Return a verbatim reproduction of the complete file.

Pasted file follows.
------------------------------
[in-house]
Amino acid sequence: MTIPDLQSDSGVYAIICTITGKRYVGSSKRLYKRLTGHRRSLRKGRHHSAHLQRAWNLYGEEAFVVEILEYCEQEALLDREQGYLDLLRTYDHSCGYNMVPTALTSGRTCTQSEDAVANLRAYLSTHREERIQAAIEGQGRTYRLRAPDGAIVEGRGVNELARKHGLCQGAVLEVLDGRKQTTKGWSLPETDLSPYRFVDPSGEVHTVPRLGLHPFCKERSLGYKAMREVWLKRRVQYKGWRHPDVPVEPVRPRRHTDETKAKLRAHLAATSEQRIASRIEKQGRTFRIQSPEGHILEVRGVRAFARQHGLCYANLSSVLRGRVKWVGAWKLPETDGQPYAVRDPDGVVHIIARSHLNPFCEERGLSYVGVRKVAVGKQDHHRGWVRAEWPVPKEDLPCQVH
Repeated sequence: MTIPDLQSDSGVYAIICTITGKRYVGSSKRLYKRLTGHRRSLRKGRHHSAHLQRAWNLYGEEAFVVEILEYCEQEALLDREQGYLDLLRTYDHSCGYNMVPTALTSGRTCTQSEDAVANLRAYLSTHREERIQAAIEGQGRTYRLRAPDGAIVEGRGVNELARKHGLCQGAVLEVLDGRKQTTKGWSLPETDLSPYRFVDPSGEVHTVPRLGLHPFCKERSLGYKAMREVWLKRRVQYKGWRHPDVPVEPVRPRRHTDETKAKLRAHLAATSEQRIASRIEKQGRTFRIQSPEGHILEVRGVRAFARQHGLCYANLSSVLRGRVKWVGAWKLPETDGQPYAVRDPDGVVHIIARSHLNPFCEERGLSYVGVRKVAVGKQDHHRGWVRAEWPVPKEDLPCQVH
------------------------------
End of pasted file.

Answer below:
[in-house]
Amino acid sequence: MTIPDLQSDSGVYAIICTITGKRYVGSSKRLYKRLTGHRRSLRKGRHHSAHLQRAWNLYGEEAFVVEILEYCEQEALLDREQGYLDLLRTYDHSCGYNMVPTALTSGRTCTQSEDAVANLRAYLSTHREERIQAAIEGQGRTYRLRAPDGAIVEGRGVNELARKHGLCQGAVLEVLDGRKQTTKGWSLPETDLSPYRFVDPSGEVHTVPRLGLHPFCKERSLGYKAMREVWLKRRVQYKGWRHPDVPVEPVRPRRHTDETKAKLRAHLAATSEQRIASRIEKQGRTFRIQSPEGHILEVRGVRAFARQHGLCYANLSSVLRGRVKWVGAWKLPETDGQPYAVRDPDGVVHIIARSHLNPFCEERGLSYVGVRKVAVGKQDHHRGWVRAEWPVPKEDLPCQVH
Repeated sequence: MTIPDLQSDSGVYAIICTITGKRYVGSSKRLYKRLTGHRRSLRKGRHHSAHLQRAWNLYGEEAFVVEILEYCEQEALLDREQGYLDLLRTYDHSCGYNMVPTALTSGRTCTQSEDAVANLRAYLSTHREERIQAAIEGQGRTYRLRAPDGAIVEGRGVNELARKHGLCQGAVLEVLDGRKQTTKGWSLPETDLSPYRFVDPSGEVHTVPRLGLHPFCKERSLGYKAMREVWLKRRVQYKGWRHPDVPVEPVRPRRHTDETKAKLRAHLAATSEQRIASRIEKQGRTFRIQSPEGHILEVRGVRAFARQHGLCYANLSSVLRGRVKWVGAWKLPETDGQPYAVRDPDGVVHIIARSHLNPFCEERGLSYVGVRKVAVGKQDHHRGWVRAEWPVPKEDLPCQVH